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Coronavirus Consequences

There’s no room for complacency in a post-COVID world.

What we’re seeing out of Victoria – and indeed the rest of the world – is that there can be no room for complacency when it comes to a global pandemic. There was an excited murmur building across the country. Fresh optimism was building as restrictions begin to be lifted in each of the states, allowing communities to experience the ‘new normal’ post-coronavirus Australia.

For many, it has been a long time coming. The economy is in dire need of activity with cafes, restaurants, bars, shopping centres and tourism hotspots amongst lots of other workplaces closed for months. The unemployment rate is now at 7.4%, with just under 1 million Australians out of work. So, in theory, stimulating the economy will open up more jobs and help more Australians get back on track.

I’m not here to dispute that. But I am here to offer a warning – complacency will have dire consequences.

We only have to take a look at our neighbours in Victoria to see that. On the eve of their next phase of restrictions lifting, COVID-19 reared its head, hotspots developed in communities which house a fifth of the state’s population. Worse, it’s what the experts have long feared: people have contracted the virus via community transmission.

Up until now, the vast majority of Australia’s coronavirus cases have come from visitors returning from overseas travel. This time, it’s people within our own communities. Complacency reminds us that we are not immune.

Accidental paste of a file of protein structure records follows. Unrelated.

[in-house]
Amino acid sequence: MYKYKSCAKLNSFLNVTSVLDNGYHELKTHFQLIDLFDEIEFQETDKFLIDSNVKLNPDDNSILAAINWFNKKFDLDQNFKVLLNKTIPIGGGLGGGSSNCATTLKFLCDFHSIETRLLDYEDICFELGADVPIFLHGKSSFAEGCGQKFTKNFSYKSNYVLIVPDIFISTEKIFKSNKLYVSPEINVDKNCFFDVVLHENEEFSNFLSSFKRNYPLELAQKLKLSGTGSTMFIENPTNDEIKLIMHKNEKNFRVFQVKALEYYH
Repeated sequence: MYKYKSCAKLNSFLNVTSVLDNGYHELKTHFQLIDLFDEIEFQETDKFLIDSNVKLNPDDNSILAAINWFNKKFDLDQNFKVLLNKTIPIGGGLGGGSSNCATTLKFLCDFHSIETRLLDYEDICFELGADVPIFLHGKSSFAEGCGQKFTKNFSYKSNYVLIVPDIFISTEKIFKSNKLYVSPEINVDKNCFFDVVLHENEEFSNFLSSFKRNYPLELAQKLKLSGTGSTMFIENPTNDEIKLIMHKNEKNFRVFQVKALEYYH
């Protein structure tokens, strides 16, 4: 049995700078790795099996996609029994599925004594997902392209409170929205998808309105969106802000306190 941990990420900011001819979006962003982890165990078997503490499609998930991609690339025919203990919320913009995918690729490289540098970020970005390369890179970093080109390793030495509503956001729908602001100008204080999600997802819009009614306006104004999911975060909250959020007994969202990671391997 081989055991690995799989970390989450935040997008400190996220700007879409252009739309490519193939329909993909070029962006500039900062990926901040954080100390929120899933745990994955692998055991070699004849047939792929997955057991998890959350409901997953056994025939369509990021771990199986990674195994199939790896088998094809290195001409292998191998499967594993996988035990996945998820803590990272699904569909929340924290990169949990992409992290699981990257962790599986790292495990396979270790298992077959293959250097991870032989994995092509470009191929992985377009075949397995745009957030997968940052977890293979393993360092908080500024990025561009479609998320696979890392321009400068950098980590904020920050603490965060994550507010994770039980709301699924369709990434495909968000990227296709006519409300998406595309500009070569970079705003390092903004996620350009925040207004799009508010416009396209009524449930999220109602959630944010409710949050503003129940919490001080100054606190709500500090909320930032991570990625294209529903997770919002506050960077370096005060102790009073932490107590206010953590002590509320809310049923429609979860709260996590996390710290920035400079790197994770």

I’ve personally been in isolation since early March, only getting out when I felt 100% safe, because I’m classified as someone of high risk; my weakened lungs make me highly vulnerable should I contract the virus. But it’s not just me – my wife and son have also had to have limited interactions with friends and family, so they don’t pose a risk bringing COVID-19 home. It’s a burden that I am eternally grateful for them making.

Without a vaccine, coronavirus is still a real threat to people in our communities, asthmatics, diabetics, the elderly and people who are already immune-compromised or with underlying medical problems. Their greatest chance of survival is not coming into contact with the disease at all. However, with an incubation period of up to 14 days and with many positive COVID-19 cases showing no symptoms, there is no way of guaranteeing you are protecting those who are vulnerable unless you isolate.

So if you’re sitting at home thinking ‘So what? It’s only a handful of cases. We’re still better off than other countries’ you’re 100% right. But a recent study showed that people with an intellectual or developmental disability (IDD) who contracted COVID-19 had almost double the fatality rate compared to others .

The study showed that based on current statistics if 100,000 people (aged 18-74) with IDD contract COVID-19, they would expect 4,500 to die compared to 2,700 people without IDD. That’s a discrepancy of 1,800 IDD deaths.

The disability sector isn’t the only minority group who is vulnerable, Indigenous Australians, the homeless, pregnant and new mums are just as vulnerable. As a community, we have a responsibility to look after them because as Australians that’s what we do – we look after our mates.

So remember, while restrictions are lifting and we begin to emerge into the ‘new normal’, please wash your hands, stay home if you’re sick, and don’t be complacent. Because we can only get through this by working together.

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